The Turku University Hospital is pictured in Turku, Finland on August 19, 2017. 
Two people were killed and six were injured in a stabbing spree in the Finnish city of Turku on August 18, 2017, police said, after officers shot one suspect and warned several others could still be at large. Ten persons were taken to the Turku University Hospital after the stabbing. / AFP PHOTO / Lehtikuva / Vesa Moilanen / Finland OUT        (Photo credit should read VESA MOILANEN/AFP/Getty Images)
A closer look at Finland's health care system
02:39 - Source: CNN
CNN  — 

Finland is switching up its parental leave laws, and this time, the government says they’re putting children at the center.

Finland’s new family leave policy would give 164 “daily allowance days” to each parent, or about seven months, the country announced Wednesday. Parents would be allowed to transfer up to 69 of their own days to the other parent, if they so desired.

And for single parents, the country is giving all 328 days to the parent.

The new policy, set to go into effect in fall 2021 at the earliest, is a significant step from the current rules.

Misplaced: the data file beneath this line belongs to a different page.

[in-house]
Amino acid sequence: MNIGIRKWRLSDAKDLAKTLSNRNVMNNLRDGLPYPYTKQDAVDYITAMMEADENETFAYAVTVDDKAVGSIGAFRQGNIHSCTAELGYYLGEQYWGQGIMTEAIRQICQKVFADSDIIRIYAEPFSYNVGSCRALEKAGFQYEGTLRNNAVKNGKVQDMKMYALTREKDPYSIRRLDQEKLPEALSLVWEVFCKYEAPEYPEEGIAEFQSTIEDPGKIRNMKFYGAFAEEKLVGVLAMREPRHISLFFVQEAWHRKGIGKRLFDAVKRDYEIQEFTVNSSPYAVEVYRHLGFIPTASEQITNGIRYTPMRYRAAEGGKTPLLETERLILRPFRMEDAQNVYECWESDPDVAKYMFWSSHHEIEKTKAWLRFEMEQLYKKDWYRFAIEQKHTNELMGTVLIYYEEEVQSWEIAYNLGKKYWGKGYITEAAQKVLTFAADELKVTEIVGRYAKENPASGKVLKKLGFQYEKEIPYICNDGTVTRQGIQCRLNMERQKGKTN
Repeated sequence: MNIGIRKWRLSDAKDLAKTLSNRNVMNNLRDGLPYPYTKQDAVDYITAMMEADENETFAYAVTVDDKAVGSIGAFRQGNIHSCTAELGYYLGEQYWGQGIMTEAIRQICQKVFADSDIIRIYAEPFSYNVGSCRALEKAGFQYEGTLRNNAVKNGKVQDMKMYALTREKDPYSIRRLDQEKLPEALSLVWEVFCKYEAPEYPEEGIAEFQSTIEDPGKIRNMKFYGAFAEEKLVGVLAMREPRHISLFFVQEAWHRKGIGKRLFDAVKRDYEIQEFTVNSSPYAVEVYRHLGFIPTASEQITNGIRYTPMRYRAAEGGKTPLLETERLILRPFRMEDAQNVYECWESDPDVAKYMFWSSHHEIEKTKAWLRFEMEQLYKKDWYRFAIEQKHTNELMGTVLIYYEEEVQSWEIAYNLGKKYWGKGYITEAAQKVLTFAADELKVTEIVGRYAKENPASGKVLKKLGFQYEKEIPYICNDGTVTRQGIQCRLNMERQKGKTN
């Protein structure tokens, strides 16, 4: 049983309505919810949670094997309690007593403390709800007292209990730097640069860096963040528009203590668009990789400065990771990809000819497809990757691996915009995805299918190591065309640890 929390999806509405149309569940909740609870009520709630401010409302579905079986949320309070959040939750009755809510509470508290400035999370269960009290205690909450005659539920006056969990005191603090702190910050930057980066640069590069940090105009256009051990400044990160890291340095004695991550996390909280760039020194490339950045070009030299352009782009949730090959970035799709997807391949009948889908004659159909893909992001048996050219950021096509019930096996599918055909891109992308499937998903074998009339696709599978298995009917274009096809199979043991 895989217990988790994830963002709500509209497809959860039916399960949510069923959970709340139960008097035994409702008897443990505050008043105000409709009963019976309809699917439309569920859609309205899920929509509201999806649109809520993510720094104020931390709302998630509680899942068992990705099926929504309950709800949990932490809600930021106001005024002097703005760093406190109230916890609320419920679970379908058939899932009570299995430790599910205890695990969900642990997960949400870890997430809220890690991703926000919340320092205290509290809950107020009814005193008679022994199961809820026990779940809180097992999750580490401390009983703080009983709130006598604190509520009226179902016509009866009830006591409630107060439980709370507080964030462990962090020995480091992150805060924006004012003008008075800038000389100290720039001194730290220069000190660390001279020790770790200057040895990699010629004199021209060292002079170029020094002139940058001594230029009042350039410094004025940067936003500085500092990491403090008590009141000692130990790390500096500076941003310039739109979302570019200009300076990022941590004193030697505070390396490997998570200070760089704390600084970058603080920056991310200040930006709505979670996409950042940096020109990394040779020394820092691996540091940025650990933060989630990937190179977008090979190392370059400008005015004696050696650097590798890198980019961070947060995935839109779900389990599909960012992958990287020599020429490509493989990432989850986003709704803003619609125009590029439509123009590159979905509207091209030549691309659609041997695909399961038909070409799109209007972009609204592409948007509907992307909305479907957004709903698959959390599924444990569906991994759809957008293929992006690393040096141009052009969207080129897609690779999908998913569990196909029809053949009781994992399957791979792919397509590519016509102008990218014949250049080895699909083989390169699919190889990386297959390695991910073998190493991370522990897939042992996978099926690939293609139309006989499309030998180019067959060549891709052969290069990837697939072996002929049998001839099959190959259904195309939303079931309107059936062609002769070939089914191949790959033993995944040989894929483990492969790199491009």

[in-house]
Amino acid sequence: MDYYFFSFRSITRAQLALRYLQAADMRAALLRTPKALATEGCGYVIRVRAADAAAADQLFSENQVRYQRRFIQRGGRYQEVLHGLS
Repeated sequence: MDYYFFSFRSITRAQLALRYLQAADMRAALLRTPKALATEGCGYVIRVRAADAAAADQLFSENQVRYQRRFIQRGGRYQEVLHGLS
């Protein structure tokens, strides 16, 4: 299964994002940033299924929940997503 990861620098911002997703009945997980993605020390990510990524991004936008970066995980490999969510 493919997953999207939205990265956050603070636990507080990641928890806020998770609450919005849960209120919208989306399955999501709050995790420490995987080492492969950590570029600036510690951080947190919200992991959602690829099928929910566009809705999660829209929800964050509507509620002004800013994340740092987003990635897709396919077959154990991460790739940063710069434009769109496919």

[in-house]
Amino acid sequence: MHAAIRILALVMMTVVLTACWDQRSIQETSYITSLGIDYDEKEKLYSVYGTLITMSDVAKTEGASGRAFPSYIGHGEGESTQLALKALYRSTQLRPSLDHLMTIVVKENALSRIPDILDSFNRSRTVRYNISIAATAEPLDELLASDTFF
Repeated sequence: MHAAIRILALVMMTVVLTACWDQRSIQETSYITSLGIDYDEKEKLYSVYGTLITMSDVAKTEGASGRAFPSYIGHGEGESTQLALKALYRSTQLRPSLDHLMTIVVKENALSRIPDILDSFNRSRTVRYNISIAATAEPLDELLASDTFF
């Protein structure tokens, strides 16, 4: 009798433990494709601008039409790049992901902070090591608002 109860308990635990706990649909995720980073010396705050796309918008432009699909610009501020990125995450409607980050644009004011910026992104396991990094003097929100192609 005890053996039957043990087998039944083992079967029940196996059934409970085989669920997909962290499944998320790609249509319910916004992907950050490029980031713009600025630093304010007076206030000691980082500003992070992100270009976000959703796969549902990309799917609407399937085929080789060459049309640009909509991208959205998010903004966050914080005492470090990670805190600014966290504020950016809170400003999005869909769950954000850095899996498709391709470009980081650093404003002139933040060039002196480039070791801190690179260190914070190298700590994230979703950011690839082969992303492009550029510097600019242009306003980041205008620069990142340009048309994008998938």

Finland currently allows about four months for maternity leave, and about two months for fathers.

New policy prioritizes kids and promotes gender equality, minister says

The new policy doesn’t just give both parents more time, it also eliminates gender-specific allotments – allowing gender-neutral language that’s “suitable for all families,” according to a news release.

“The model guarantees the child a place at the centre of family benefits and promotes wellbeing and gender equality,” said Aino-Kaisa Pekonen, minister of social affairs and health, in a statement.

The news of Finland’s new policy comes just a few months after the election of its new prime minister, Sanna Marin. At 34 years old, Marin was at the time the world’s youngest sitting prime minister.

Marin heads Finland’s governing coalition of five parties – all of which have female leaders, and almost all are under the age of 35.

The US falls behind other wealthy nations in parental leave

The policy still isn’t as generous as neighboring Sweden, though, which gives a total of 480 days to a couple, or 240 days each.

A UNICEF report released last year analyzed “family-friendly” policies, including parental leave, among 31 rich countries, including the United States. Sweden, Norway, Iceland, Estonia and Portugal were deemed the best.

The US, though, was the only country in the analysis that had no national paid leave for mothers or fathers at the time, UNICEF reported.

In December 2019, the US passed a measure providing federal workers with 12 weeks of paid parental leave. However, the country is still the only industrialized nation with no nationwide laws regarding paid parental leave.